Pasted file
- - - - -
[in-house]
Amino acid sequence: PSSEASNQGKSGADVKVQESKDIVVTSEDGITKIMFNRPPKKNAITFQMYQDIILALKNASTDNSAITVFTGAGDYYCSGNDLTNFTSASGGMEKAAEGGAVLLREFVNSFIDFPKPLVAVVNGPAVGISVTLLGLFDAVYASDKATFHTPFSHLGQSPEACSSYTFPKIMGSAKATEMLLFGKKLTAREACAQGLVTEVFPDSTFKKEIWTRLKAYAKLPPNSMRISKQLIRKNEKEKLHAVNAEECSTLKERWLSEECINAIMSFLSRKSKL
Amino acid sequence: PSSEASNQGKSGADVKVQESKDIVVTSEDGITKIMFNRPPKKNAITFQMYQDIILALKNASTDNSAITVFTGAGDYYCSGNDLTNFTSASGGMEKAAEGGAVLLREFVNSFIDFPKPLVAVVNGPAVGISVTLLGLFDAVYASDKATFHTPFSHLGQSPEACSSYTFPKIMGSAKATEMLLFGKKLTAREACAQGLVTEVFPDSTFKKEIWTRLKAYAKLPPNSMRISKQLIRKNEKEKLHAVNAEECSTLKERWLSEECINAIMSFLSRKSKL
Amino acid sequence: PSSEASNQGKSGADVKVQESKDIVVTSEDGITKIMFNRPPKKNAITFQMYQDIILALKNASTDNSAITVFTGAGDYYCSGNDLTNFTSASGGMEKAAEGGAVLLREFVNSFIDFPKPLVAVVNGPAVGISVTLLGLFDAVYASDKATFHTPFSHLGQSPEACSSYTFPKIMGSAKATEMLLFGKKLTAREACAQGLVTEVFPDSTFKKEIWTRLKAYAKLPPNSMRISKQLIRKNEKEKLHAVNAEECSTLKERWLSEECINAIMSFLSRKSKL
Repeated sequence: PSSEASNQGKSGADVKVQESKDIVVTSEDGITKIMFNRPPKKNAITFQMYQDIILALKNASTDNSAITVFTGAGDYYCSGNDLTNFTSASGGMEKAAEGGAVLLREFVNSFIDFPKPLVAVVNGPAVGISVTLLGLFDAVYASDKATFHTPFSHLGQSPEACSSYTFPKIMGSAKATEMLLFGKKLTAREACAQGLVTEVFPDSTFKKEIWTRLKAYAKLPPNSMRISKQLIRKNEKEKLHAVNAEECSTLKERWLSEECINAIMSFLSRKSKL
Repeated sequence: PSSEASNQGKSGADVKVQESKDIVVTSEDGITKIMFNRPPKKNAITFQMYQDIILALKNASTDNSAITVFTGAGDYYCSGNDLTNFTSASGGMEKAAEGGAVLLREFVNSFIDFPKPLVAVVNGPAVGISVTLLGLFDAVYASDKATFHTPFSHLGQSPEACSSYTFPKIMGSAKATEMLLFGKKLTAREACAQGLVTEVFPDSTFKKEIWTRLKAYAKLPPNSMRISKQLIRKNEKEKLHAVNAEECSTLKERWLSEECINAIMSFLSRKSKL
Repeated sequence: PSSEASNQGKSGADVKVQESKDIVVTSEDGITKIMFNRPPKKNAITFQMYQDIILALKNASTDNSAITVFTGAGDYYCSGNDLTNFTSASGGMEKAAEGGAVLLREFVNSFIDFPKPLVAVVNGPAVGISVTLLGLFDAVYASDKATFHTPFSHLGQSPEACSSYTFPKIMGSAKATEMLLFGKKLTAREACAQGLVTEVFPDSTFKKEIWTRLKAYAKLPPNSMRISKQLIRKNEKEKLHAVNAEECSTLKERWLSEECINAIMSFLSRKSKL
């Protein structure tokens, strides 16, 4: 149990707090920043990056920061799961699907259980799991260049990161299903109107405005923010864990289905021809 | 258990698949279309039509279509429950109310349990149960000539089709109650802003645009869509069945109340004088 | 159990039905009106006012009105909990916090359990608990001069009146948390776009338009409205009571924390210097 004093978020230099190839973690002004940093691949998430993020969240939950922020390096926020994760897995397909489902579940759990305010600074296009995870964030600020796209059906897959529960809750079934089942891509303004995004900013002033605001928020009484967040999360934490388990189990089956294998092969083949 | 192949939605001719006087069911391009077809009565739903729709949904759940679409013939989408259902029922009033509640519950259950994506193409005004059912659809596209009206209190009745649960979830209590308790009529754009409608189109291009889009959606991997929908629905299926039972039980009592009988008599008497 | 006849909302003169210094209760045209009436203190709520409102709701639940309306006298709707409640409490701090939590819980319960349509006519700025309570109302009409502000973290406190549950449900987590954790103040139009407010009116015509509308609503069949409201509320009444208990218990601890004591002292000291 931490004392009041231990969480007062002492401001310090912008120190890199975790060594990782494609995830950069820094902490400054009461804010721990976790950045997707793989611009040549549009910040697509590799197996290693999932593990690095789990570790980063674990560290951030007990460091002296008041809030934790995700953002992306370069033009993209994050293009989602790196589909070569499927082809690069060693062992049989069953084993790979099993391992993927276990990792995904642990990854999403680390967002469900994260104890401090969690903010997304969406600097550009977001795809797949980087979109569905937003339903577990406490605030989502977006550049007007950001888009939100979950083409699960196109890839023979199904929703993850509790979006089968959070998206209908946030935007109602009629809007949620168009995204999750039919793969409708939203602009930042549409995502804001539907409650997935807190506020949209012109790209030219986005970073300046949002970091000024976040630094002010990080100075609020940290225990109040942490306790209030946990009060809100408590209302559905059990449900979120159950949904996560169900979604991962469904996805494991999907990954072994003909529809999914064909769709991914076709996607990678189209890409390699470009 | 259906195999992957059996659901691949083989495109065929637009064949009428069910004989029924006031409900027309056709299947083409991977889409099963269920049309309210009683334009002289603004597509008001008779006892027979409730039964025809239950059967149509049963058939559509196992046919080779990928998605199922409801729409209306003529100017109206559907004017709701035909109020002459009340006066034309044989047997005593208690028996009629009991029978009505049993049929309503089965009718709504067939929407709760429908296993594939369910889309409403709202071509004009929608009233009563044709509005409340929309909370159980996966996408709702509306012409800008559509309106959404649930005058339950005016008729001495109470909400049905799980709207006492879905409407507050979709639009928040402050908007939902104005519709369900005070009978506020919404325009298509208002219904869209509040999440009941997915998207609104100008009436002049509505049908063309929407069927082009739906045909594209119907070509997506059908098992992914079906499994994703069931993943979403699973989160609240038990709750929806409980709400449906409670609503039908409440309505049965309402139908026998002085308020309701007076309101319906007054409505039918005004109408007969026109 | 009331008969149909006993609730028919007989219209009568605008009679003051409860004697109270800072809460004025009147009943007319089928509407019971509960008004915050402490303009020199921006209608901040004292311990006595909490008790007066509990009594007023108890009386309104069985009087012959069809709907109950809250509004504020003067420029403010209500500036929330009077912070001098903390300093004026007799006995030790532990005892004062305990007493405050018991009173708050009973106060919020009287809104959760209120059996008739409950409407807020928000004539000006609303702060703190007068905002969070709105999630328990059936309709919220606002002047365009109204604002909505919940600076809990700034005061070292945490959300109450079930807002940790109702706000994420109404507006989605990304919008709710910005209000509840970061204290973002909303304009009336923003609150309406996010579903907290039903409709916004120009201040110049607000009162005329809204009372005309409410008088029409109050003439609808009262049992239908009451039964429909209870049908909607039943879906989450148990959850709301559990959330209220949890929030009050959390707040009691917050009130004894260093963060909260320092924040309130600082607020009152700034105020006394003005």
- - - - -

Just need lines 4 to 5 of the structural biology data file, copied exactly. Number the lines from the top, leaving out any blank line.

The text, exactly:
Amino acid sequence: PSSEASNQGKSGADVKVQESKDIVVTSEDGITKIMFNRPPKKNAITFQMYQDIILALKNASTDNSAITVFTGAGDYYCSGNDLTNFTSASGGMEKAAEGGAVLLREFVNSFIDFPKPLVAVVNGPAVGISVTLLGLFDAVYASDKATFHTPFSHLGQSPEACSSYTFPKIMGSAKATEMLLFGKKLTAREACAQGLVTEVFPDSTFKKEIWTRLKAYAKLPPNSMRISKQLIRKNEKEKLHAVNAEECSTLKERWLSEECINAIMSFLSRKSKL
Repeated sequence: PSSEASNQGKSGADVKVQESKDIVVTSEDGITKIMFNRPPKKNAITFQMYQDIILALKNASTDNSAITVFTGAGDYYCSGNDLTNFTSASGGMEKAAEGGAVLLREFVNSFIDFPKPLVAVVNGPAVGISVTLLGLFDAVYASDKATFHTPFSHLGQSPEACSSYTFPKIMGSAKATEMLLFGKKLTAREACAQGLVTEVFPDSTFKKEIWTRLKAYAKLPPNSMRISKQLIRKNEKEKLHAVNAEECSTLKERWLSEECINAIMSFLSRKSKL